• Inventor of the machine, Vincent Garvey (Supplied)
An engineering challenge has sparked the invention of a low-cost, solar powered dialysis machine that could eventually help millions of kidney disease patients.
By
Yasmin Noone

10 Mar 2016 - 12:15 AM  UPDATED 10 Mar 2016 - 12:15 AM

A new low-cost, compact kidney dialysis system, which runs off solar power and purifies water from any source, has been created by a semi-retired engineer from Isle of Man, UK.

The world-first prototype has been designed to rival the bulkiness and expense of a conventional dialysis machine that runs on pure water and costs around $22,000 per unit.

This new ‘Care Station for Dialysis’ is so compact it can fit into a small suitcase. It uses a miniature distiller to purify incoming water and costs under $1000 to manufacture.

“We hope to be able to give people back some of their life,” says the machine’s inventor, Vincent Garvey. 

“Of course, before we get to this stage we must proceed through the phase of preparing for production and certification.”

Garvey says he designed the system in a way that avoids using completely new technologies wherever possible, to avoid risking a lengthy development phase of the product.

Many of the design details remain confidential with patents protecting the system’s “energy recovery technologies” and special techniques used to purify water.

However, Garvey revealed that the machine uses a standard solar panel to heat water taken from any source. Pure water, sterilised by steam, then fills empty peritoneal dialysis (PD) bags, which are ready for dialysis.

Challenge drives invention

A manufacturing engineer by profession, Mr Garvey had little knowledge of kidney disease, but he was inspired to work on such a device thanks to a new competition run by the Australian-founded George Institute for Global Health, the International Society of Nephrology, and the Asian Pacific Society of Nephrology.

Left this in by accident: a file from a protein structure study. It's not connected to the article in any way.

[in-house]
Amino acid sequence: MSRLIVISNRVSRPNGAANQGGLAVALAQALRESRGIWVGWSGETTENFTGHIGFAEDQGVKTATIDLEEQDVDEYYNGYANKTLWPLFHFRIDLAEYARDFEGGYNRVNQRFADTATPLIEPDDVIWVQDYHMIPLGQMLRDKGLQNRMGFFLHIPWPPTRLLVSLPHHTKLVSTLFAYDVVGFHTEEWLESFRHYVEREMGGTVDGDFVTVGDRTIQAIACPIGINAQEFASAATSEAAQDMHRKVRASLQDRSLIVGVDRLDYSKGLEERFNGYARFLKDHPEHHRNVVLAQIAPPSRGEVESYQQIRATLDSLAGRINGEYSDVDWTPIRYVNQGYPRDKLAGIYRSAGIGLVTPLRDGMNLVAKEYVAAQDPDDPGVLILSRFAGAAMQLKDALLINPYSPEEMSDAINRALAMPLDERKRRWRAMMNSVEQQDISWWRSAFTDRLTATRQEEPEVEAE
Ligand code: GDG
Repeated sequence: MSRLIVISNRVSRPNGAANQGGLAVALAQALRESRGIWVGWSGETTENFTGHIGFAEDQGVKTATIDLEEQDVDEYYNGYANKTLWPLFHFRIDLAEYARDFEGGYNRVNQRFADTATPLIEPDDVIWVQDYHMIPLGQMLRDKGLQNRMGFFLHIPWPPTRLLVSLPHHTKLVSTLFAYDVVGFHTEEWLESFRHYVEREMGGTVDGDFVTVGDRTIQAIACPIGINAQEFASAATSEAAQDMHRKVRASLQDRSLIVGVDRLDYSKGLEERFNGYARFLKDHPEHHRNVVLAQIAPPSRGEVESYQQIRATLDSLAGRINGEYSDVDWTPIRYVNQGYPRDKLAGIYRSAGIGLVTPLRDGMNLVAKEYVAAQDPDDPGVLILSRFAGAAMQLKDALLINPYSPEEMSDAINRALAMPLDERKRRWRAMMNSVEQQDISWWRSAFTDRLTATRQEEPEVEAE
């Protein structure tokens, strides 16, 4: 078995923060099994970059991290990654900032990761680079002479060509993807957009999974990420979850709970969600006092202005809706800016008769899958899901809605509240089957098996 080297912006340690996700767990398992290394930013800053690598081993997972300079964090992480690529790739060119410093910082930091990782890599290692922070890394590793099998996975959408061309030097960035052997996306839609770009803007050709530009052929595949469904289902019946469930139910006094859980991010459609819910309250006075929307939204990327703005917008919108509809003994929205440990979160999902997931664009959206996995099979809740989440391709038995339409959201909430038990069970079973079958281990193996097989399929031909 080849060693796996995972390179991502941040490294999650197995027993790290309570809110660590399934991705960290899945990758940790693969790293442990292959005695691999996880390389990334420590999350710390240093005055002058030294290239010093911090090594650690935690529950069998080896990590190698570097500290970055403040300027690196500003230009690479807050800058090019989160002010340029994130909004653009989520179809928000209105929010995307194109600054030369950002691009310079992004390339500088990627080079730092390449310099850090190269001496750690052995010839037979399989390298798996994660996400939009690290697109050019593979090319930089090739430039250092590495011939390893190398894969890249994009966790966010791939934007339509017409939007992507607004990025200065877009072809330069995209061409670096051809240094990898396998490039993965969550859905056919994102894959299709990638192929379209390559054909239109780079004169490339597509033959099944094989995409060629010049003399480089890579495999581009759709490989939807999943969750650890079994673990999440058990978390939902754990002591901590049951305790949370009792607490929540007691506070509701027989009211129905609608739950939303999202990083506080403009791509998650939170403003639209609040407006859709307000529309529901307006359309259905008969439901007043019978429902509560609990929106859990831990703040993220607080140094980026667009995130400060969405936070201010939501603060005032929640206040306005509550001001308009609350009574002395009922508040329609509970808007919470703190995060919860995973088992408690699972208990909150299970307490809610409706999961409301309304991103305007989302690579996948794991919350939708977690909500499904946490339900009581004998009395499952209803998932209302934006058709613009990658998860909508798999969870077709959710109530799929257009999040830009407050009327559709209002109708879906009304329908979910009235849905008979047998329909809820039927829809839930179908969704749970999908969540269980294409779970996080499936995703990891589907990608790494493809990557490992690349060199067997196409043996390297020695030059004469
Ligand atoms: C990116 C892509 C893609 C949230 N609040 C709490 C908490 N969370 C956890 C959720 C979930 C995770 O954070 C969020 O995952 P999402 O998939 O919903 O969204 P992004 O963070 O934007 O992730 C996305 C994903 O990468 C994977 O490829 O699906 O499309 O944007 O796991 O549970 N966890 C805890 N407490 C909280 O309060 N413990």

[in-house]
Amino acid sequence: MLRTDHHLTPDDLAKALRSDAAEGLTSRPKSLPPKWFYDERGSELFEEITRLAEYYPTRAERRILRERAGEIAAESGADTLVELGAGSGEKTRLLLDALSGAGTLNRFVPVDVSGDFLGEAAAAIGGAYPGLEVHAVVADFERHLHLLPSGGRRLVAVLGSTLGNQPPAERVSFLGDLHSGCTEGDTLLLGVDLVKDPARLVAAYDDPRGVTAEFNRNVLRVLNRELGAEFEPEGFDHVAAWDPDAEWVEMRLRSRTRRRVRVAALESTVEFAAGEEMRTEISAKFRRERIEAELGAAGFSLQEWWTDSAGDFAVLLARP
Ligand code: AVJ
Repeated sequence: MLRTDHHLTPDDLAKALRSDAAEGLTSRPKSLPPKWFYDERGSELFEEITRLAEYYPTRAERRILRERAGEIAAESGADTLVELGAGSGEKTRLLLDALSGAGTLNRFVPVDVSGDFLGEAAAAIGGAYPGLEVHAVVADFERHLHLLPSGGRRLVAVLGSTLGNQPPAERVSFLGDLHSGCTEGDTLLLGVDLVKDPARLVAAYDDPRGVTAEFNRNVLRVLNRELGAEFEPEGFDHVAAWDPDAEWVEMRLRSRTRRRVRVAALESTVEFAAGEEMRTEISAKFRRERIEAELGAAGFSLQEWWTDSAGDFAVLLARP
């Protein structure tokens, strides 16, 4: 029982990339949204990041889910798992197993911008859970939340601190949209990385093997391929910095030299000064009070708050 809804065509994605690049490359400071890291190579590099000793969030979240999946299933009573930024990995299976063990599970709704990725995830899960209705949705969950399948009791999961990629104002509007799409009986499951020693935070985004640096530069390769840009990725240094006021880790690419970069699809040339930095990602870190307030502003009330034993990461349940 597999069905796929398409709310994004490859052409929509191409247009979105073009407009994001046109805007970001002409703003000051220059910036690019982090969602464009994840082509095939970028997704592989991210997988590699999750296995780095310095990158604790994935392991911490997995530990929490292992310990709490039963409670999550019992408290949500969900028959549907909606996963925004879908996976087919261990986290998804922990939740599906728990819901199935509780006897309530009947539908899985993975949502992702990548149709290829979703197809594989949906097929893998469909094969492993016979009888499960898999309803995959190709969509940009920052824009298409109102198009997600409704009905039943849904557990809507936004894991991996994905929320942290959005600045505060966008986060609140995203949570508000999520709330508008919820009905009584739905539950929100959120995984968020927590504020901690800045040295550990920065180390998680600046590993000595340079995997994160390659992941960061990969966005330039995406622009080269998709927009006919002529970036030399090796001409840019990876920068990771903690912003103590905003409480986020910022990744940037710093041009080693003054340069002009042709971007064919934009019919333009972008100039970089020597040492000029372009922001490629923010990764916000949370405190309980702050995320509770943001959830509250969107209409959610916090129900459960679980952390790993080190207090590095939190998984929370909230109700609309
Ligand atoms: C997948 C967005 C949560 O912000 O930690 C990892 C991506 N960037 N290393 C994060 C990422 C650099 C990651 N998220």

Garvey’s winning design took out the US$100,000 for first place in the Affordable Dialysis Prize.

Executive director of The George Institute, Professor Vlado Perkovic, believes the invention could save the lives of millions around the world who have kidney failure but can’t afford treatment or access a conventional machine.

“Dialysis currently costs around $100,000 per person per year,” says Perkovic. “So in many countries, people with kidney failure end up paying for dialysis for as long as they can. And when the money runs out, they go home to die.”

“This invention is a smart way of bringing together a whole range of things that allows dialysis to be done more cheaply. It should allow a much broader group of people with kidney failure around the world to access dialysis.”

Cautious optimism

Kidney Health Australia CEO, Anne Wilson is also hopeful that the low-cost prototype will eventuate into a game-changing dialysis machine.

“If it is found to work safely and effectively in humans, after all the trials that need to be done are done, it would be revolutionary, not in the least for governments and health systems internationally,” says Wilson.

“When you’ve got a population on dialysis – up to about 4,500 in Australia on dialysis – and that’s projected to grow – then the total cost of dialysis is very high."

However, she explains, there is a caveat on her enthusiasm for the invention.

With plans to start animal trials next year and test the machine on humans within the next three years, there is no current guarantee that the system will work.

“New inventions are great but they don’t always work the way people say they will."

“So this is just the beginning. It will take a little while before we actually see the fruit of what looks like a tremendous innovation actually come to market to benefit patients," says Wilson. “You have to start somewhere and if it works, it will be well worth the wait.”